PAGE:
I’ve said this before and I’ll say it, again: Scotland is a beautiful country. It just has so many landmarks, landscapes and other features that make it well worth the trip. If you are even considering visiting Scotland, rest assured that you will have a great time.
Regardless of when you visit, there is always something to do. However, given that winter is just around the corner, why don’t we take a look at some of the best possible activities you can partake in and some of the best places to visit.
One of Scotland’s biggest draws during the winter is its festivals. I’ve mentioned in a previous blog the pure fun and enjoyment that stems from St. Andrews Day. You could also partake in another popular Scottish tradition: Burns Night. Named after world-renowned Scottish song-writer and poet, Robert Burns, Burns Night is a celebration commemorating the national hero through food and fun. The holiday takes place on Burns’ birthday, 25 January, and was started in 1801 when nine of Burns’ closest friends sat down, ate heartily, enjoyed each other’s company, and fondly remembered their deceased friend. Today, the celebration consists of a large meal made up of haggis, neeps and tatties and whiskey and large groups of people celebrating Burns’ work. It’s a fantastic event and a great way to experience Scotland.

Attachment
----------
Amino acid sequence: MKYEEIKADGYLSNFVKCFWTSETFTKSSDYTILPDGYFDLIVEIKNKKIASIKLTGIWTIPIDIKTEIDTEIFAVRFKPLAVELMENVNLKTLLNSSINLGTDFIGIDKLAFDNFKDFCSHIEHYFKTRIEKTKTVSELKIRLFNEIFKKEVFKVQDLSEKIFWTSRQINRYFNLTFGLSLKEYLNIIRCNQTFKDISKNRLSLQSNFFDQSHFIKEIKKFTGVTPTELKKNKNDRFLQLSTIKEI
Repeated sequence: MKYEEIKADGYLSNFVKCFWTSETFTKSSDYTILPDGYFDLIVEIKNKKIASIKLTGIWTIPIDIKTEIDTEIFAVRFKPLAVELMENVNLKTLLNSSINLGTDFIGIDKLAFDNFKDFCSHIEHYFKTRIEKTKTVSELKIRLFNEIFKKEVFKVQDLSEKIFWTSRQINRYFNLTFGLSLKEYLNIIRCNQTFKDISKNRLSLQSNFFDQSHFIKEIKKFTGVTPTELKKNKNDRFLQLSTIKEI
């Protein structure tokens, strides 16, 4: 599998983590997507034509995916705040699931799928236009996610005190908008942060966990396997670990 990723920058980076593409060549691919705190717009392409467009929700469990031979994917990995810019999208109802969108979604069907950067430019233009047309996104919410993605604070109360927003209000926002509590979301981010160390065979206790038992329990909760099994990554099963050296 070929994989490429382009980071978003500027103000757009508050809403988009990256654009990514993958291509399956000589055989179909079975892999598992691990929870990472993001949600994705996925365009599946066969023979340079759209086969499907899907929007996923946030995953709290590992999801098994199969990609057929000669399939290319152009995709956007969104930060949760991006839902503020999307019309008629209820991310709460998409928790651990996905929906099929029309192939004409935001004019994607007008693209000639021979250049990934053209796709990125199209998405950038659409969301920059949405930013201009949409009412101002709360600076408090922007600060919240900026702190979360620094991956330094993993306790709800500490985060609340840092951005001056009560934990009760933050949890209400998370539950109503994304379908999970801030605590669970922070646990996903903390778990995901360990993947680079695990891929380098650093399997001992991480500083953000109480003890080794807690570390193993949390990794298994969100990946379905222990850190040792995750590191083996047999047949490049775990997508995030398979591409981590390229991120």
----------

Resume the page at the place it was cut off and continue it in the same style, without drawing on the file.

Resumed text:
The worst part about the winter? The cold. The best part about winter in Scotland? Fire festivals. Why not end the year in a blaze of glory? Scottish fire festivals are celebration of the year and bringing in the new year with old flames. The Stonehaven Fireballs Ceremony is a great example of a fire festival. The event sees a pipe band marching through the streets swinging fireballs above their heads. Afterwards, there are fireworks and fun events and activities. The Biggar Bonfire sees a large pile of firewood lit in order to ring in the new year in the glow of a warm fire.
A Scottish tradition, Ceilidhs are dancing festivals that focus on fun. The word ceilidh comes from the old Gaelic term “gathering.” Ceilidhs are a wonderful opportunity to really immerse yourself in Scottish culture. Traditional Scottish music is played and men and women of all ages laugh and dance together; it’s a wonderful way to forget about the winter cold and enjoy a nice night out on the town.